San Francisco and NYC retail and restaurant sectors are beginning to see the ugly side of socialism: store closures and layoffs, as their owners cannot keep up with local government mandates that raise the costs of their businesses.
Socialism is in fashion again in America. At the local level that is, where governments have been passing mandates that tell corporations how to run their businesses.
Like the “Fair Workweek” laws. These laws require employers to prepare working schedules for their employees ahead of time.
That’s on top of minimum wage mandates, which tells employers how to pay their employees.
The Fair Week mandate hits restaurants and retailers particularly hard, a sector which employs a large number of hourly-paid workers.
In theory, this mandate is a good thing. It addresses the unpredictable nature of employment in these two industries.
“Retail and restaurant employees are often victims of erratic work schedules,” says Krista Hardwick, in-house legal counsel, at Deputy. “These hourly paid workers are typically scheduled with only a few days-notice, sent home early from shifts without warning, not paid properly for working overtime or during breaks — which means they can’t properly plan childcare or coordinate with other part-time jobs accordingly.”
The Fair Workweek laws are designed to solve this problem. “They enforce fair scheduling practices to ensure workers have ample notice (typically two weeks) of their schedules and paid accurately and on time for their work,” Hardwick says. “As the name suggests, Fair Workweek laws aim to make unpredictable scheduling practices tenfold more fair — and predictable — so that workers can manage their lives outside of shiftwork more easily.”
That’s the pretty side of socialism.
In practice, however, things are different. Implementing a fair workweek is a complex task, according to Hardwick. “As fair as the laws are for workers, they are incredibly lengthy and complex, and national food and retail chains with hundreds of locations across the country have as much trouble implementing them as more localized chains,” she says.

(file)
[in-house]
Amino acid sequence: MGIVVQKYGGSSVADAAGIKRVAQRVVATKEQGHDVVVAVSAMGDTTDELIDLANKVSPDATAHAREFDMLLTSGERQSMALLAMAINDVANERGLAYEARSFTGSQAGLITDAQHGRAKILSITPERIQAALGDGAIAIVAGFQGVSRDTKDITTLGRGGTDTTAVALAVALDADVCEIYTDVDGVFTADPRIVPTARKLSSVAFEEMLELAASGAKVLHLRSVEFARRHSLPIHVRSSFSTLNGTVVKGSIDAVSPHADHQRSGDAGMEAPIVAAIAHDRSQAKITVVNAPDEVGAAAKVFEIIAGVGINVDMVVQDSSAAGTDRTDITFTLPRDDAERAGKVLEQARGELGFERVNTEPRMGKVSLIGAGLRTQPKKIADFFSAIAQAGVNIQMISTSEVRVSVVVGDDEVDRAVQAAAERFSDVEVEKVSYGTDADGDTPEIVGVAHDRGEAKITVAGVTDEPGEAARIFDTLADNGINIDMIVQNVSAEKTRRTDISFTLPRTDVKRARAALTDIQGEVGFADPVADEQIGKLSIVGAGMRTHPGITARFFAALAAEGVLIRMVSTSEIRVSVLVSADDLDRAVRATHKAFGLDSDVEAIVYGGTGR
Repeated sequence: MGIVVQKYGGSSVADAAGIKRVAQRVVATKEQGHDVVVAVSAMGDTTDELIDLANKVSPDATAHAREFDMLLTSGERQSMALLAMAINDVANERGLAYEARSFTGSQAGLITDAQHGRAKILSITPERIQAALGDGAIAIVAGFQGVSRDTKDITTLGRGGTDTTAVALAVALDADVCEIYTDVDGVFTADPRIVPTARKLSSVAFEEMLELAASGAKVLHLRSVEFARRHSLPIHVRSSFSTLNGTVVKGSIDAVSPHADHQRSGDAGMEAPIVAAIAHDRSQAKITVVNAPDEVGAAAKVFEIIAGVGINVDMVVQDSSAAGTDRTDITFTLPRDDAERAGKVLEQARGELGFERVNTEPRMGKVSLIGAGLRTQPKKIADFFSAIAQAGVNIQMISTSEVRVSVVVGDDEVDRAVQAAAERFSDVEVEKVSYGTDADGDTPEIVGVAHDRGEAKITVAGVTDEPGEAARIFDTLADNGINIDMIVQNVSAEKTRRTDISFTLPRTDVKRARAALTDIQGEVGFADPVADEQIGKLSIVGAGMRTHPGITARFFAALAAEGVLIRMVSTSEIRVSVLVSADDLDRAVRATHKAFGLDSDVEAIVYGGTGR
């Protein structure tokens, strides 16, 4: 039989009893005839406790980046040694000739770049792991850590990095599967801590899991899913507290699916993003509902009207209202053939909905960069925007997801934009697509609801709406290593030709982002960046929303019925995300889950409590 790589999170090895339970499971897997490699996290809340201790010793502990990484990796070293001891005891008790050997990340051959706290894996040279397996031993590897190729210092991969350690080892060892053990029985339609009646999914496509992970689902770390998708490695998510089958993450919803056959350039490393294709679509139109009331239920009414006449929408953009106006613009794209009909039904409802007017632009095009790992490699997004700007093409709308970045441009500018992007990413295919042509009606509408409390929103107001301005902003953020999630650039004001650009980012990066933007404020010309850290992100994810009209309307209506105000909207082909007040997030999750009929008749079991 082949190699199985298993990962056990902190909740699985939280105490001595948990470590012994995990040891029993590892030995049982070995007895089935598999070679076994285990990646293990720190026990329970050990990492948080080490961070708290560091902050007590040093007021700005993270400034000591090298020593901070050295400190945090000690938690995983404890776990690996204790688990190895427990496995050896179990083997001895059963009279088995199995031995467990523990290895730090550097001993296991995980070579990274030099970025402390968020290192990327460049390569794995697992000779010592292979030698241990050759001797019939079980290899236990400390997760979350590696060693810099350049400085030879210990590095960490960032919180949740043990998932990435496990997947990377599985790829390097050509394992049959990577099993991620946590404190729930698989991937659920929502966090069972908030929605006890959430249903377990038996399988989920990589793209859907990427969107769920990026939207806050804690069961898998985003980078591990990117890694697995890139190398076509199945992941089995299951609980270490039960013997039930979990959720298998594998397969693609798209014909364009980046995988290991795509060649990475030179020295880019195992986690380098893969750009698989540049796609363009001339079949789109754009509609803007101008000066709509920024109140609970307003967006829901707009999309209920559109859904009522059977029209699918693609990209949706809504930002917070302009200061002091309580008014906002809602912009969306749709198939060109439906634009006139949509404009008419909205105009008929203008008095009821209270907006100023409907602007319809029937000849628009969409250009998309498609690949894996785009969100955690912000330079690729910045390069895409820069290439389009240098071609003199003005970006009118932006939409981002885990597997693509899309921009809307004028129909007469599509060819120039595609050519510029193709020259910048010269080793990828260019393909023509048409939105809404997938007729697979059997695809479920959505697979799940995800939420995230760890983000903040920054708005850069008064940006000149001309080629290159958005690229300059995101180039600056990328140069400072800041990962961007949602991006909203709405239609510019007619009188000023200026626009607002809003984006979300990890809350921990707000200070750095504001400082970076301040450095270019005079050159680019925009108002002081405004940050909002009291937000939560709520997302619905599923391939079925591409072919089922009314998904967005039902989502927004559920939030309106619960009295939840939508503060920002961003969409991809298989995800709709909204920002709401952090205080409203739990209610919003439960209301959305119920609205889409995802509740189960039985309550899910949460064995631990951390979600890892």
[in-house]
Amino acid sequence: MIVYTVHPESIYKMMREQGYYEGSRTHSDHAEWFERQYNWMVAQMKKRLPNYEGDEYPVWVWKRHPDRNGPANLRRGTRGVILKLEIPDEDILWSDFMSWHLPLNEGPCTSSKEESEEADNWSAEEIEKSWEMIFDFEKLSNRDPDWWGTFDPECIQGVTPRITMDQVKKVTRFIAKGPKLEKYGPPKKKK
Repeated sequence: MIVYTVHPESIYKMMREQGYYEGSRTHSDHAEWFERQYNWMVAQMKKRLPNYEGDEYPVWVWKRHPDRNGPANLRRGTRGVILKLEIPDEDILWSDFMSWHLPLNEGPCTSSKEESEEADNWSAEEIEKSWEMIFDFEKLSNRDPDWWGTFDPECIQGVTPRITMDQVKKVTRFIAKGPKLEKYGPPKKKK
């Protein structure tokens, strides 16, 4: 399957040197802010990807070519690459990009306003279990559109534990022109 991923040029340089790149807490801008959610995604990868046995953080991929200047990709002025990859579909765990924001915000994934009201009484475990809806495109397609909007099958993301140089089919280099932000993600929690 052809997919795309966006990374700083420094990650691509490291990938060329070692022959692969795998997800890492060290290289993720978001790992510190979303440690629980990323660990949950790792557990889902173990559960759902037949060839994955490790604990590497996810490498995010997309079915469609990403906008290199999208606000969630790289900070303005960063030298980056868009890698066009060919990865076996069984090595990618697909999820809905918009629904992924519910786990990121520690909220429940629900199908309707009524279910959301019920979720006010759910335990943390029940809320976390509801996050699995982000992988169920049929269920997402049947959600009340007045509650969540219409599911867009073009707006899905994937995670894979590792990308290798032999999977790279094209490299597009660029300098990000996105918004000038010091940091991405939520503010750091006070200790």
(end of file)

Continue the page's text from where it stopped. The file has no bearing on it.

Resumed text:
And that imposes a big compliance cost on employers, who eventually pass it on to consumers in the form of higher prices, and, in some cases, they go out of business and send workers to the unemployment lines.
That’s the ugly side of socialism.
But there’s a more fundamental problem in setting schedules ahead of time.It requires the guessing of market conditions, the number of customers who are expected to visit restaurants and retail stores a couple of weeks down the road. “It is tricky when evaluating these kinds of workplace changes for locations like NYC and SF because they have atypical norms when it comes to hiring, especially in certain industries,” says Jono Bacon, CEO of Jono Bacon Consulting and author of People Powered: How Communities Can Supercharge Your Business, Brand, and Teams.
Simply put, government mandates make it difficult to run businesses. “When governments get involved in the private sector with mandates and regulations that dictate how companies are run, they’re making it more difficult for them to do business,” says Kerry Jackson, Fellow in California Studies at the Pacific Research Institute. “Thousands of businesses have fled California in the last 10 years for this reason.Yet politicians keep passing laws that give some companies little choice but to leave. It’s not smart policymaking.”
Socialist governments from the former Soviet Union to Cuba and Venezuela tried to have companies plan what they would produce, how many people they would hire, how they would work, and how they will pay them.
That didn’t work, because it was an impossible task, given the lack of perfect foresight of decision makers.
It didn’t work in those societies, and it won’t work in San Francisco and NYC, where businesses are beginning to see the ugly side of socialism.